17 September 2015
Grey and wet, but not unexpected.
I turned the car in, and enquired about the gas discrepancy. The manager didn’t seem concerned. They could check the mileage, and I had the gas receipt. Sort of a non-issue.
Interesting note. Canada is a metric country, but they advertise ‘unlimited mileage’ on rental cars. I suppose ‘unlimited kilomeratage’ is unwieldy.
One of the agents was assigned to drive me to the airport. I asked her if she was a native, and she said she was born in India, but her family had moved to Vancouver when she was eight. I asked her what her favorite (favourite?) thing was about Vancouver, and she said the liberal mores. I’ve heard this from other Indians concerning Western society. Progressives, take note. You’re destroying the very thing you purport to support.
A word about Canadian airport security, and something I noticed about the country in general: they’re more pragmatic than Americans. You keep your shoes and belt and light coat on, don’t empty your pockets, and you only put your luggage on the scanner track. They don’t have million -dollar millimeter scanners, yet manage to provide a reasonable level of screening. I asked an agent if they’d like to take over American airport security.
I’d had to check my bag; something that wasn’t a problem on the first flight. Another C$25. The Canada Air seat lottery put me on the window. After an uneventful flight, I disembarked and headed for baggage claim. My bag had not made the same flight.. And it wasn’t the only one. There was another passenger fruitlessly looking for her baggage. Off to the claims counter, where I was told that a courier would bring the bag to the hotel when (if) it showed up. I asked to have the baggage fee waived, seeing how I did not, in fact, have my luggage. I was told that the baggage fee had nothing to do with service. Oh no, I explained, when I’m paying for something, the provider is held to a higher standard., not to mention that I could well be out several hundred dollars to replace the items in the bag. Well, she couldn’t do anything about that. I asked for the name and number of someone who could.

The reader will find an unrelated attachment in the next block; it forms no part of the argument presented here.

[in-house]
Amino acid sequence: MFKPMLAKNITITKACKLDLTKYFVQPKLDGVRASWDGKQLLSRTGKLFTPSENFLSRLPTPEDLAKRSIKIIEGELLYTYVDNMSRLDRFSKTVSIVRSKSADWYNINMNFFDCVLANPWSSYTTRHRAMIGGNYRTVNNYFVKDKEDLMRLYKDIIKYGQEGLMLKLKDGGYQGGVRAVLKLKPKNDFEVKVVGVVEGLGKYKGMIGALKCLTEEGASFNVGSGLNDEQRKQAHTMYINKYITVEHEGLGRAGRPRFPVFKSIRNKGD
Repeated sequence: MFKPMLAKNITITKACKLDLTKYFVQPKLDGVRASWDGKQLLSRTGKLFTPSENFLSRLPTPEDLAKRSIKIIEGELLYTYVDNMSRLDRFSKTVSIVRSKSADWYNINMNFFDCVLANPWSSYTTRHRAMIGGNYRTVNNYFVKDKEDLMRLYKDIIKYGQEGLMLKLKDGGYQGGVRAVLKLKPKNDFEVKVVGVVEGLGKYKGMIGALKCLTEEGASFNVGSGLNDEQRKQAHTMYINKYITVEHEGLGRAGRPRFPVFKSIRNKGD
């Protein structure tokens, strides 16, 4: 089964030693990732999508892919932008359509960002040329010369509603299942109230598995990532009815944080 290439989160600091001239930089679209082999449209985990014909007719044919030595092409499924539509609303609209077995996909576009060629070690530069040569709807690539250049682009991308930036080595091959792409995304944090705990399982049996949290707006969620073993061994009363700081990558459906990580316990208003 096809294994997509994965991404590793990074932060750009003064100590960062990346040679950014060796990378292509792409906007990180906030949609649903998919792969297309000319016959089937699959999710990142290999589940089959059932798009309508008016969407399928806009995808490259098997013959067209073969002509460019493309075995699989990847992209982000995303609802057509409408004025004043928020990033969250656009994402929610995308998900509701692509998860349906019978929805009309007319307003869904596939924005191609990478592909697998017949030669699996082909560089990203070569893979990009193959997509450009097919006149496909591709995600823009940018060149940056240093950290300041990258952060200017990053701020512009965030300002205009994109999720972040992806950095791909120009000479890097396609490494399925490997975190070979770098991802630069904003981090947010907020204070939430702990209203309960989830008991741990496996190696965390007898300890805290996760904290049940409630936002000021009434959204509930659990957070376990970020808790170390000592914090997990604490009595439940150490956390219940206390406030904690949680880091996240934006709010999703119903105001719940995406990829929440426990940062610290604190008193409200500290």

Off to get the car, which surprisingly went smoothly.
At the hotel I discovered that Expedia had sent duplicate reservations. This was a problem. On the phone to the bank and Expedia (US and Canada). One reservation was non-existent as far as Expedia was concerned, and my card had only been charged for one reservation. Another hour + on the phone. Goodness gracious, was there no end to these troubles?
All parties concerned agreed to ignore the one reservation Expedia couldn’t find. As long as I wasn’t charged for two rooms, that was fine, but still a lot of valuable vacation time on the phone. Got to the room:
This room was also C$70 per night. Compare to the room in Vancouver. This hotel is directly across from a light rail stop, and the CFL Stampeders stadium is right behind it, so very conveniently located. There’s a small strip mall with restaurants and liquor store in easy walking distance. I didn’t know any of this when I booked, so a fortuitous coincidence.
It was late afternoon by this time, and I’d asked the desk agent what cuisine Calgary was famous for. They said steaks, but given the events on the week, that was a bit beyond me. They’d also recommended a BBQ joint within walking distance. I was skeptical that Canadians could do BBQ, but thought I’d give it a shot.
Outside the restaurant was more evidence that this wasn’t the US:
The BBQ was actually pretty good, and their hush puppies could teach some Americans a thing or two. Went back to the room to return customer calls, then off to the Best Western hotel bar (the only ‘sports’ bar in walking distance) to watch some football. The bartender was a Calgary native, and said her favorite thing about the city was the riverfront parks.
Got back to the hotel, and found that my missing luggage had been delivered. Well hoo-effing-ray.